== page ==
6. Anne of Green Gables
    7. Safe place: anything by Miss Read
    8. Spirit lifter: D.E. Stevenson's "Miss Buncle" books
    9. To read: "Poems of Christina Rosetti"
    10. Rereads: "And Ladies of the Club" by Helen Hooven Santmeyer; "Mrs. Mike" by Benedict and Nancy Freeman; and anything by Wendell Berry
    11. Loved: Laurie Lee's trilogy: "Cider with Rosie", "As I Walked out one Midsummer Morning" and"A Moment of War"
    12. Just started: "The Road from Coorain" by Jill Ker Conway

    1. Never too late, Lisa. So glad you shared your delightful reading list with us. Some titles are so familiar but you've mentioned a few I've never read, e.g., The Dollmaker, the Gregory David Roberts books, Laurie Lee's trilogy, and The Road from Coorain. So my reading list grows, thanks to you.

  8. Brenda, I found this post through Lorrie of Fabric Paper Thread. Your mention of Alexandra Stoddard rang a bell….I believe I must have read that book years ago when we lived in Austin and I had the library there with its vast array of volumes. Our little library here in Lampasas has a newer book by Stoddard that I’ve reserved. I am eager to see what it has to say now. And you mentioned the old Victoria magazines!!!! I still have a few issues squirreled away. I devoured each issue with the gorgeous photographs, the book references, even makeup suggestions. It was such a lovely magazine….and I’ve found nothing like it nowadays. I intend to follow your blog. Is there a way to get it via email? Carol in Texas

    1. Carol, thank you so much for stopping in. Enjoyed your note very much. We must be kindred spirits to share our love of Alexandra's writings and those lovely old Victoria magazines. Alas, when Blogger removed their 'follow by email' gadget, I never did do anything to replace it. I post weekly, usually around the weekend... Friday, Saturday, or Sunday. I hope you will pop in when you can. Thanks again. :)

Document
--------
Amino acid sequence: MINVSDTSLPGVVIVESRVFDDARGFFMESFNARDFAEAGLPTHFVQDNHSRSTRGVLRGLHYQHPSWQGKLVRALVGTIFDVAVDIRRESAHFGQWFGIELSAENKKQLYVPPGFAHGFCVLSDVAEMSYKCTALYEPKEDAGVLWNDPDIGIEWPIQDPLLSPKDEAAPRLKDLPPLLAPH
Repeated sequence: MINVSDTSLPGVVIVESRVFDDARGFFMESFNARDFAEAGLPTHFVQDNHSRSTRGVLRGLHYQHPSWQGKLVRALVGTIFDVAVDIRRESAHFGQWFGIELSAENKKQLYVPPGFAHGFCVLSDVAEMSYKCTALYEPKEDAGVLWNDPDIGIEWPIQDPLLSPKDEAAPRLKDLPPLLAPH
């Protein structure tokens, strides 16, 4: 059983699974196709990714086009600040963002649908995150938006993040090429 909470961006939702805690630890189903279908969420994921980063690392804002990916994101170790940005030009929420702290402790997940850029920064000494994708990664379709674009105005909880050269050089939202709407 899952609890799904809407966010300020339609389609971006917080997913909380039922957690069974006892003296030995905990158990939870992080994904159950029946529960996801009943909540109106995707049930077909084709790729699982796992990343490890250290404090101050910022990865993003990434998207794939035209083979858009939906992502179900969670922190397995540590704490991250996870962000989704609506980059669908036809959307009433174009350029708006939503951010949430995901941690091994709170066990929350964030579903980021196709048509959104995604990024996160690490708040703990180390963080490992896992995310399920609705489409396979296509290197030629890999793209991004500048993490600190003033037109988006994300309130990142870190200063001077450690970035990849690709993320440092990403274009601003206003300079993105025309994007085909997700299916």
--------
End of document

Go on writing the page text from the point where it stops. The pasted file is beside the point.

9. Book Lists
    1. A favorite (or 2 or 3) from your childhood
    The Little House books (all of them)
    The Louisa May Alcott books (all of them)
    The Betsy-Tacy books by Maud Hart Lovelace

    2. A book you read once but couldn’t stop thinking about
    See books in #3.

    3. A book that shaped your life
    Celebration of Discipline by Richard Foster
    Today Matters by John Maxwell
    Your Money or Your Life by Joe Dominguez & Vicky Robin

    4. A book you couldn’t put down

    5. A book with a favorite heroine

    6. A book that creates a safe place
    All of the Miss Read books. I go to Caxley or Thrush Green or to Fairacre to have tea with Miss Clare.

    7. A book that lifts your spirits and makes you feel happy

    8. A book you like to read over and over
    I have read the Miss Read books countless times.

    9. A book you just finished and loved
    Tom Lake by Ann Pachett

    10. A book you just started and know you’re going to like
    The Light We Carry by Michelle Obama

    1. What a wonderful list you've shared. (I wish you would have left your name, too.). I love your #3 list - Richard Foster, John Maxwell, and that book you mention by Joe Dominguez & Vicky Robin were so helpful in my life. I have Michelle's book on my 'to read' pile. Thank you so much for stopping by.


To My Beautiful Readers,

Some people come into our lives, leave footprints on our hearts, and we are never the same. ~ Franz Peter Schubert

Thank you so much for leaving your 'footprint' here in my comment box. I do appreciate you taking a moment to share your thoughts today.

Brenda xo